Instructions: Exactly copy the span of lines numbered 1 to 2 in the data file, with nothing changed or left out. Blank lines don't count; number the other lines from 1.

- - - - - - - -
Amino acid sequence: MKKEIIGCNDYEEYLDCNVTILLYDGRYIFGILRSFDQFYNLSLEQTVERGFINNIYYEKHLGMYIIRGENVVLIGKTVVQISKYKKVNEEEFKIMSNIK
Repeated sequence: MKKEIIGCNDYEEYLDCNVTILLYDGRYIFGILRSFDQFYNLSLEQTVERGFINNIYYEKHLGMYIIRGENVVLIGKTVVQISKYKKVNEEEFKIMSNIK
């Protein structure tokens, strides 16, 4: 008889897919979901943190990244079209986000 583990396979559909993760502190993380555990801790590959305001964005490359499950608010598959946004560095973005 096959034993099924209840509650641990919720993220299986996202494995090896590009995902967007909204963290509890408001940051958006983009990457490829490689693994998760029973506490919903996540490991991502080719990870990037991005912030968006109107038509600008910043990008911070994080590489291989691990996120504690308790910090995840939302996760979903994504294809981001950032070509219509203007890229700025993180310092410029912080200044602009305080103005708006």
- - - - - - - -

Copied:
Amino acid sequence: MKKEIIGCNDYEEYLDCNVTILLYDGRYIFGILRSFDQFYNLSLEQTVERGFINNIYYEKHLGMYIIRGENVVLIGKTVVQISKYKKVNEEEFKIMSNIK
Repeated sequence: MKKEIIGCNDYEEYLDCNVTILLYDGRYIFGILRSFDQFYNLSLEQTVERGFINNIYYEKHLGMYIIRGENVVLIGKTVVQISKYKKVNEEEFKIMSNIK